musings and mumblings 01
A lot of what I have read around THE THESIS seems to emphasize the following:
- start with a focus on something you are passionate about
- do lots of reading about and around the subject
- connecting dots – especially the dots you didn’t expect to find
When researching a paper last term I started with wanting to investigate if social media was having an impact on reading. Fueled mostly by interest in publication/magazine design and the fact that the teens I work with seem to have precious little when it comes to attention span. What I ended up discovering social media actually being credited with enhancing literacy skills (at least in post secondary school levels). What is impacting reading though — and a lot of other cognitive issues along with it — the internet. Since the internet (we can safely predict) will only continue to expand in the number of users and the functions performed, these effects can be expect to persist and grow.
If print is being surpassed by digital media, does that mean the page that I am so found of designing is on it’s way to being obsolete? Okay, web pages are still pages too, so that can be just as valid a canvas. But now I have to consider the impact on design that mobile media is having, where there isn’t one design, but a flexible format. Designers are being encouraged to let go of the idea of total control in deference to number of different ways digital media is consumed.
A couple of months ago I finally got around to seeing “Connected”, a film that explores many threads, not the least of which is the impact of technology on our lives and world. While my earlier research suggested that the effects of the internet on cognitive functions (focus in particular) were profoundly negative, this film suggested that the image-rich environments of the internet held huge positive potential. I’ll not go into too much detail on the point, because I haven’t had time to fully investigate. At least part of this point is that it is possible (Louise, don’t freak out) that reading is over-rated! There is connection (which merits further investigation) between the cognitive rewiring of our brain that reading results in, and the tendency to lose our ‘big picture’ world view and instead focus on specific problems in without consideration to the larger impacts. That goes a long way to explaining the puzzling schism between our great intellectual capacities and the horrors we continue to manifest.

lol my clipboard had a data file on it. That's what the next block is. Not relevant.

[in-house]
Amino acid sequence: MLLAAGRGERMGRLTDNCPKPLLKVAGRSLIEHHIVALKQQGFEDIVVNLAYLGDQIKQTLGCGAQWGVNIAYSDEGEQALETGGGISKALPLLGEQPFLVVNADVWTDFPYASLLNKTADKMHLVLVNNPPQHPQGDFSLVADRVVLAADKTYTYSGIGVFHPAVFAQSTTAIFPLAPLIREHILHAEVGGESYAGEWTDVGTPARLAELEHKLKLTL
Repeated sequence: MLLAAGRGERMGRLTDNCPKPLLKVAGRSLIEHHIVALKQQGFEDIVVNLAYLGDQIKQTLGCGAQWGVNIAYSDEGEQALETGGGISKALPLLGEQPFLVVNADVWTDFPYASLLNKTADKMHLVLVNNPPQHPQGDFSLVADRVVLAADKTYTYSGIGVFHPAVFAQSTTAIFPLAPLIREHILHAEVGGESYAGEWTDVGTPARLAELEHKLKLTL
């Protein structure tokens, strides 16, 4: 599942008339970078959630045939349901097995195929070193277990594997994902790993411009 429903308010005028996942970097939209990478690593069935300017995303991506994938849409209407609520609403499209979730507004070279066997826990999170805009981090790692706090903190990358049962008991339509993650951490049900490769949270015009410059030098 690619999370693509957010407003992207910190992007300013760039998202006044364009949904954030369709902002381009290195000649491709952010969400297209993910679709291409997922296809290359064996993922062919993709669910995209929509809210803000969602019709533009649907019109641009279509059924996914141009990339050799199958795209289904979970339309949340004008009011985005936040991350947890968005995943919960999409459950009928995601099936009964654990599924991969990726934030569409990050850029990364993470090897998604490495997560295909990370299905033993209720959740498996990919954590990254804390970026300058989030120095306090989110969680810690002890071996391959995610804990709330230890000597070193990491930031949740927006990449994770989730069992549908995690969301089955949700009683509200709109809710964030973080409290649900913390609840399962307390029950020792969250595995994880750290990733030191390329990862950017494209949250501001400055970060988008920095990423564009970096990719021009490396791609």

So now I’ve got 3 big dots on my radar:
- magazine design
- how we read is changing
- positive appeal and impact of pictures
So now, as these different dots start connecting, my thinking is evolving (well, maybe changing is more accurate) and new considerations are starting to emerge:
- magazine design page design
- the significance of images – is that not what page and layout design does – create a cohesive image from various elements?
- What makes graphic design an important device in communication. Is it possible that those attributes might be more important now than ever because of this cognitive paradigm shift.
- What are specifics of how our reading is changing and how can graphic design respond to it.
in broad terms, skimming is replacing reading — I know the first reaction many people will have is rant about how wrong it is that this is occurring, but it won’t change the fact that it is.
- As designers our goal has always been to facilitate communication, we need to redefine how to best to continue to achieve that in light of the new realities of this digital age.
- Many aspects of page layout contrives to pull the reader into reading the story (images, captions, pull quotes, subheads) – what I suggest is the we need to invert our traditional strategies. Identify the significant content and make it obvious and immediately accessible — design for the new reading paradigm.
- Should be reading be swept aside in favor of other type of communication, existing or emerging — I’m not feeling at this moment that this is trajectory I want to pursue – but a part of my argument might be to argue for the printed word (digital or otherwise).
So that is where I am at so far. I’m cautiously optimistic about this direction, even perhaps a bit excited.